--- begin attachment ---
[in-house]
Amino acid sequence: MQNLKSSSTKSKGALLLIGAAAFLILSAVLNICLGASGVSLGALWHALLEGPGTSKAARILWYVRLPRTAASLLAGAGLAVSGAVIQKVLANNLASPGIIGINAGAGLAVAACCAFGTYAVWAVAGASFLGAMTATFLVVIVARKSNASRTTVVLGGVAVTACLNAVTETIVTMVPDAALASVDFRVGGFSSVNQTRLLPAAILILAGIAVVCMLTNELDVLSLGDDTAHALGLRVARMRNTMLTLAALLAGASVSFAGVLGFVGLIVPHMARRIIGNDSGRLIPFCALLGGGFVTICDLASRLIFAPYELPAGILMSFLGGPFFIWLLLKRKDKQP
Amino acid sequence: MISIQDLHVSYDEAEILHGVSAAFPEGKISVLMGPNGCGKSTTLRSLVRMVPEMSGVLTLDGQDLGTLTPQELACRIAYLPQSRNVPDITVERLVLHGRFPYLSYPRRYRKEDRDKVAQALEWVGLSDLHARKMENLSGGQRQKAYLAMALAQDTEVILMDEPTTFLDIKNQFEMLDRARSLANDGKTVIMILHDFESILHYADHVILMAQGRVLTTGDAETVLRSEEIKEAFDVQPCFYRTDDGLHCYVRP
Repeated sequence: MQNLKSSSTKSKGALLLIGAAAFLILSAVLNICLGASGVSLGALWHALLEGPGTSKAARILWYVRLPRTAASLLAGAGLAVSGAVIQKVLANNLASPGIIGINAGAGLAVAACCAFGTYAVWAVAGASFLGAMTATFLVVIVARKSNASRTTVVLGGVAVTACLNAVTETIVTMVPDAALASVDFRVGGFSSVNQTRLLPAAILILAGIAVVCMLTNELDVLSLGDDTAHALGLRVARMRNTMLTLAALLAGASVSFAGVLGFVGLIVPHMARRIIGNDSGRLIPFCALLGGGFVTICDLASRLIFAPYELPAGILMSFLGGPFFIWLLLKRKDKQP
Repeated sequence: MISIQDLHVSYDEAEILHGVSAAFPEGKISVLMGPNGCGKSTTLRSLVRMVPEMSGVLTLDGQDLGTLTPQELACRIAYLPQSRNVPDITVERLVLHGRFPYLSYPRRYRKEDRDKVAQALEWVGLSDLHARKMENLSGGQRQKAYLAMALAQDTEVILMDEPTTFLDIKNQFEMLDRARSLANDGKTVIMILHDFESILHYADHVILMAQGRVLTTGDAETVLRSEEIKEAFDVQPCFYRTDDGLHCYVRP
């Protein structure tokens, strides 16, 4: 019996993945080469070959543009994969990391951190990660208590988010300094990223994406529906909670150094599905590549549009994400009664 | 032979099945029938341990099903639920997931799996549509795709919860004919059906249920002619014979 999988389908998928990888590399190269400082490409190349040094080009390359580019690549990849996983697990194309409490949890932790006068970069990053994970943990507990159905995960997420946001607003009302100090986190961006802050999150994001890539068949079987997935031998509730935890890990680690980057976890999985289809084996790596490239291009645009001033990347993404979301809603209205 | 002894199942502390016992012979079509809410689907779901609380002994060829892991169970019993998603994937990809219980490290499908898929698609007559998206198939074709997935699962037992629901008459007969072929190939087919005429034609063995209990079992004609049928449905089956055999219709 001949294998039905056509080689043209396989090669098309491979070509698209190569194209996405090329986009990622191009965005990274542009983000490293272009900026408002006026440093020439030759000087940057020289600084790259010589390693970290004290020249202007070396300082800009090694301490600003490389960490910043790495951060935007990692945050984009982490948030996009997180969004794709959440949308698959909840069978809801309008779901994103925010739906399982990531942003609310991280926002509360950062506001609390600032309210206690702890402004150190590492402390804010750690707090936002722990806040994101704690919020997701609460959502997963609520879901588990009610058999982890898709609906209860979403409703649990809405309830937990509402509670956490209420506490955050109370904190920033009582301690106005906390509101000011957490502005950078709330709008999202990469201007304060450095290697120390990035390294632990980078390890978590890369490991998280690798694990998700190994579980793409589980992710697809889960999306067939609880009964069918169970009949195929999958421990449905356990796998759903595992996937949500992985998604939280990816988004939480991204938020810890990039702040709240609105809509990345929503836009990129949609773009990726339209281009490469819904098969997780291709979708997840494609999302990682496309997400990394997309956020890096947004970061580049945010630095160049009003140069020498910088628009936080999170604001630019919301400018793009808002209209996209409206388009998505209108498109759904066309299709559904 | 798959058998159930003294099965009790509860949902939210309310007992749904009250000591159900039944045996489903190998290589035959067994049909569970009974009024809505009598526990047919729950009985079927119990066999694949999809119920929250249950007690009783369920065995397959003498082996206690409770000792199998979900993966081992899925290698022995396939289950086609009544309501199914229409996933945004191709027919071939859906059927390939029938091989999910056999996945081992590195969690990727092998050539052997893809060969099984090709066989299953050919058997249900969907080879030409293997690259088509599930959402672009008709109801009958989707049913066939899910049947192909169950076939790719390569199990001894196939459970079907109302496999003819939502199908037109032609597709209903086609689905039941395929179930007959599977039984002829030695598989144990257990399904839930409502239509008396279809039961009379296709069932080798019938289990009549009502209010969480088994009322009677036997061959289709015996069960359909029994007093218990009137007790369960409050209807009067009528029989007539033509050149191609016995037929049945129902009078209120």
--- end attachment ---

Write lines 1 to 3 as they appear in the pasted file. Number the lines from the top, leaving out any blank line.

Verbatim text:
[in-house]
Amino acid sequence: MQNLKSSSTKSKGALLLIGAAAFLILSAVLNICLGASGVSLGALWHALLEGPGTSKAARILWYVRLPRTAASLLAGAGLAVSGAVIQKVLANNLASPGIIGINAGAGLAVAACCAFGTYAVWAVAGASFLGAMTATFLVVIVARKSNASRTTVVLGGVAVTACLNAVTETIVTMVPDAALASVDFRVGGFSSVNQTRLLPAAILILAGIAVVCMLTNELDVLSLGDDTAHALGLRVARMRNTMLTLAALLAGASVSFAGVLGFVGLIVPHMARRIIGNDSGRLIPFCALLGGGFVTICDLASRLIFAPYELPAGILMSFLGGPFFIWLLLKRKDKQP
Amino acid sequence: MISIQDLHVSYDEAEILHGVSAAFPEGKISVLMGPNGCGKSTTLRSLVRMVPEMSGVLTLDGQDLGTLTPQELACRIAYLPQSRNVPDITVERLVLHGRFPYLSYPRRYRKEDRDKVAQALEWVGLSDLHARKMENLSGGQRQKAYLAMALAQDTEVILMDEPTTFLDIKNQFEMLDRARSLANDGKTVIMILHDFESILHYADHVILMAQGRVLTTGDAETVLRSEEIKEAFDVQPCFYRTDDGLHCYVRP